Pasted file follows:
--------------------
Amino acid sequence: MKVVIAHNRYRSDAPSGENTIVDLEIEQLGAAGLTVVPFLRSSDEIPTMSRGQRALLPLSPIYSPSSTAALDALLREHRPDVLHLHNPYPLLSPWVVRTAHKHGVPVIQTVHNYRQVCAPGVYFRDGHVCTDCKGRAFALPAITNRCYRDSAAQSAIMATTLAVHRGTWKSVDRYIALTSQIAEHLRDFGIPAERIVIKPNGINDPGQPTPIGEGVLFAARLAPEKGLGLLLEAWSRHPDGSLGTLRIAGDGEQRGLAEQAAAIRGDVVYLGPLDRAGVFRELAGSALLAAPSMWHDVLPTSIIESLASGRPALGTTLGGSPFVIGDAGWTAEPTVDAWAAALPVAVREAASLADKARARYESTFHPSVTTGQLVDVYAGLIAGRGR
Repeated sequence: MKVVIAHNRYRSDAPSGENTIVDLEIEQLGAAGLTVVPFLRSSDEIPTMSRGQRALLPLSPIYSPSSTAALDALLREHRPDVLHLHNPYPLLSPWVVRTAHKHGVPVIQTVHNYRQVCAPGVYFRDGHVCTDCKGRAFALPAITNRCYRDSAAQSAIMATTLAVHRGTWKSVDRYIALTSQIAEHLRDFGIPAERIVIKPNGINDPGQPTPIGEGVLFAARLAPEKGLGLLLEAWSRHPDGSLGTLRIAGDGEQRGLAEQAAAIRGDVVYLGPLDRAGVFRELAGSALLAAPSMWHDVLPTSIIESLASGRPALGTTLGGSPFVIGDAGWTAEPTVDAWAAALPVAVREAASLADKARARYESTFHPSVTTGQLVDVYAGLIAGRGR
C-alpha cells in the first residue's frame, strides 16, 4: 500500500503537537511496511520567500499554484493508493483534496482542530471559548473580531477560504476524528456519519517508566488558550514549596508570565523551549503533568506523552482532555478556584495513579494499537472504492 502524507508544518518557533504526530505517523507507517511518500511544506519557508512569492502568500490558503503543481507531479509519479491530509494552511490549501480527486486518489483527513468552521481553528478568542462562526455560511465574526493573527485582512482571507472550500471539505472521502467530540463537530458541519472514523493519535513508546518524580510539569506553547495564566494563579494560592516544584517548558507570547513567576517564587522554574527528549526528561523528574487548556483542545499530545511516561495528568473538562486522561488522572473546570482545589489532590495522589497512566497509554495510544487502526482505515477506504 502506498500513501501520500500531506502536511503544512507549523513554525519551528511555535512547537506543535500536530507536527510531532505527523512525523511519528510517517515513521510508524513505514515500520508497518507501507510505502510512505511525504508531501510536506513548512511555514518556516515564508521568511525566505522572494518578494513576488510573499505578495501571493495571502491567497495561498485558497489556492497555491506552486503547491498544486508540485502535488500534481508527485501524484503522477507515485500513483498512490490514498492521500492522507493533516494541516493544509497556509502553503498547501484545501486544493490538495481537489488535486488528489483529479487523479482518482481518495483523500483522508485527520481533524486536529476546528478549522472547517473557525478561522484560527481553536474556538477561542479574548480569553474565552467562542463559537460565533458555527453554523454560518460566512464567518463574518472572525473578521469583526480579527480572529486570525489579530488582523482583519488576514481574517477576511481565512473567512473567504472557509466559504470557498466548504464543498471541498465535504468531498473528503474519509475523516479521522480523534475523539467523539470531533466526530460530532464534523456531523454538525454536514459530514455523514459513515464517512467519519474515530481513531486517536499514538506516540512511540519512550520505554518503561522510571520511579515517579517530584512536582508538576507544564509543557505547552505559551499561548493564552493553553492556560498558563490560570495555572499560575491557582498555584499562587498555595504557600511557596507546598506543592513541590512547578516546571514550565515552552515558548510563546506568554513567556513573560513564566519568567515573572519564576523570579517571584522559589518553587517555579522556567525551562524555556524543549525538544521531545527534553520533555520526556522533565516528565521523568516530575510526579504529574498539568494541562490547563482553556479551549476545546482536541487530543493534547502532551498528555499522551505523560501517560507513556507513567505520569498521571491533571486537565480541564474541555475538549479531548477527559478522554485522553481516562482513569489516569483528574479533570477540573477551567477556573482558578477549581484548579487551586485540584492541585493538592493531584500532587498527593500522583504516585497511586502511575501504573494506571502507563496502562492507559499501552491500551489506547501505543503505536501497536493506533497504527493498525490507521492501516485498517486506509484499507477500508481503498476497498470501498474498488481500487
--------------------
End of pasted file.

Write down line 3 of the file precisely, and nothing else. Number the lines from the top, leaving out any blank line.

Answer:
C-alpha cells in the first residue's frame, strides 16, 4: 500500500503537537511496511520567500499554484493508493483534496482542530471559548473580531477560504476524528456519519517508566488558550514549596508570565523551549503533568506523552482532555478556584495513579494499537472504492 502524507508544518518557533504526530505517523507507517511518500511544506519557508512569492502568500490558503503543481507531479509519479491530509494552511490549501480527486486518489483527513468552521481553528478568542462562526455560511465574526493573527485582512482571507472550500471539505472521502467530540463537530458541519472514523493519535513508546518524580510539569506553547495564566494563579494560592516544584517548558507570547513567576517564587522554574527528549526528561523528574487548556483542545499530545511516561495528568473538562486522561488522572473546570482545589489532590495522589497512566497509554495510544487502526482505515477506504 502506498500513501501520500500531506502536511503544512507549523513554525519551528511555535512547537506543535500536530507536527510531532505527523512525523511519528510517517515513521510508524513505514515500520508497518507501507510505502510512505511525504508531501510536506513548512511555514518556516515564508521568511525566505522572494518578494513576488510573499505578495501571493495571502491567497495561498485558497489556492497555491506552486503547491498544486508540485502535488500534481508527485501524484503522477507515485500513483498512490490514498492521500492522507493533516494541516493544509497556509502553503498547501484545501486544493490538495481537489488535486488528489483529479487523479482518482481518495483523500483522508485527520481533524486536529476546528478549522472547517473557525478561522484560527481553536474556538477561542479574548480569553474565552467562542463559537460565533458555527453554523454560518460566512464567518463574518472572525473578521469583526480579527480572529486570525489579530488582523482583519488576514481574517477576511481565512473567512473567504472557509466559504470557498466548504464543498471541498465535504468531498473528503474519509475523516479521522480523534475523539467523539470531533466526530460530532464534523456531523454538525454536514459530514455523514459513515464517512467519519474515530481513531486517536499514538506516540512511540519512550520505554518503561522510571520511579515517579517530584512536582508538576507544564509543557505547552505559551499561548493564552493553553492556560498558563490560570495555572499560575491557582498555584499562587498555595504557600511557596507546598506543592513541590512547578516546571514550565515552552515558548510563546506568554513567556513573560513564566519568567515573572519564576523570579517571584522559589518553587517555579522556567525551562524555556524543549525538544521531545527534553520533555520526556522533565516528565521523568516530575510526579504529574498539568494541562490547563482553556479551549476545546482536541487530543493534547502532551498528555499522551505523560501517560507513556507513567505520569498521571491533571486537565480541564474541555475538549479531548477527559478522554485522553481516562482513569489516569483528574479533570477540573477551567477556573482558578477549581484548579487551586485540584492541585493538592493531584500532587498527593500522583504516585497511586502511575501504573494506571502507563496502562492507559499501552491500551489506547501505543503505536501497536493506533497504527493498525490507521492501516485498517486506509484499507477500508481503498476497498470501498474498488481500487